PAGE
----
IBM Research launches Green Horizon in China

IBM has launched a 10-year research initiative to support China in transforming its national energy systems.

Dubbed "Green Horizon," the project sets out to leap beyond current global practices in three areas critical to China’s sustainable growth: renewable energy forecasting, energy optimization for industry and air quality management.

Led by IBM’s China Research laboratory, the initiative will tap into the company’s network of 12 global research labs and create an innovation ecosystem of partners from government, academia, industry and private enterprise.

Renewable energy forecasting

The Chinese government recently announced increased investment in solar, wind, hydro and biomass energy in a bid to decrease its dependency on fossil fuels. To support the objective, IBM has developed a renewable energy forecasting system to help energy grids harness and manage alternative energy sources.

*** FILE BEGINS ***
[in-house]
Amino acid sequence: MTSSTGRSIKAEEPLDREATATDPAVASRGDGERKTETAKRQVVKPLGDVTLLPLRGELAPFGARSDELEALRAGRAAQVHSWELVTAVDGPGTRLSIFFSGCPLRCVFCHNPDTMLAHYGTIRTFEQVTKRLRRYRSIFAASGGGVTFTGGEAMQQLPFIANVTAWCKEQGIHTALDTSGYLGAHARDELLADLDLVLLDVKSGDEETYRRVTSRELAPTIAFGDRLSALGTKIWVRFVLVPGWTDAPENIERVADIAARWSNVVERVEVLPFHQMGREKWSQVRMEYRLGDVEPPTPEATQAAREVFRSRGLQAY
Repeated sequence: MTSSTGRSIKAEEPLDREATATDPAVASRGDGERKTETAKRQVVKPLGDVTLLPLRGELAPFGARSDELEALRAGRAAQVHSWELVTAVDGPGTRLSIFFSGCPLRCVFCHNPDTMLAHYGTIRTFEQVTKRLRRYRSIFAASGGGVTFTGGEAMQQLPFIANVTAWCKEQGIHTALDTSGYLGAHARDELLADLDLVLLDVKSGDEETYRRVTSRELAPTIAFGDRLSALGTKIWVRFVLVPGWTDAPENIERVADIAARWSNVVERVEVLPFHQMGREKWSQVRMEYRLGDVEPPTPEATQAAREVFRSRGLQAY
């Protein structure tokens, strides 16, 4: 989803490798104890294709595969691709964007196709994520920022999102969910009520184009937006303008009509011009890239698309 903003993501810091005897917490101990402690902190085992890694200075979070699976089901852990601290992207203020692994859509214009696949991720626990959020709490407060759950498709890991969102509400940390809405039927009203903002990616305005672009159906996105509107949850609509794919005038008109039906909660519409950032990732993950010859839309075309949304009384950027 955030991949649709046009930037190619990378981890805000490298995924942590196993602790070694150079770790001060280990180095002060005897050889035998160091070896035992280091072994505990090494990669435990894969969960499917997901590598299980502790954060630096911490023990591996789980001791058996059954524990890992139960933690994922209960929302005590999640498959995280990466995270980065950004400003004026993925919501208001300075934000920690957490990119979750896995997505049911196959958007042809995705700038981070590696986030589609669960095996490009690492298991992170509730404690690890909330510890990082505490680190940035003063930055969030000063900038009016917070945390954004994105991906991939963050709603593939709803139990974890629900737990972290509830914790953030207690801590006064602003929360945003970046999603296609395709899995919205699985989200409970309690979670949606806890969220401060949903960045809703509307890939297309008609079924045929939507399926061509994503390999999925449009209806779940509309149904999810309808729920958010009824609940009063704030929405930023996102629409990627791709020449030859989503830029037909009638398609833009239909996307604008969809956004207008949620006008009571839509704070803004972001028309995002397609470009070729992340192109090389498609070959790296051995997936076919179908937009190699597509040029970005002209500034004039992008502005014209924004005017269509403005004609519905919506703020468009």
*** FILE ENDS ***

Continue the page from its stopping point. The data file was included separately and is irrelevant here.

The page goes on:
The solution combines weather prediction and Big Data analytics to accurately forecast the availability of renewable energy, which can be extremely variable. It enables utility companies to forecast the amount of energy that will be available to be redirected into the grid or stored, helping to ensure that as little as possible is wasted.

IBM says the system increases the viability of renewable energy, helping the Chinese government to realize its objective of getting 13% of consumed energy from non-fossil fuels by 2017 and enabling the construction of the world’s biggest renewable grids.

Based on IBM’s Hybrid Renewable Energy Forecasting (HyRef) technology, the solution uses weather modeling capabilities, advanced cloud imaging technology and sky-facing cameras to track cloud movements, while sensors monitor wind speed, temperature and direction. It can predict the performance of individual renewable energy farms and estimate the amount of energy several days ahead.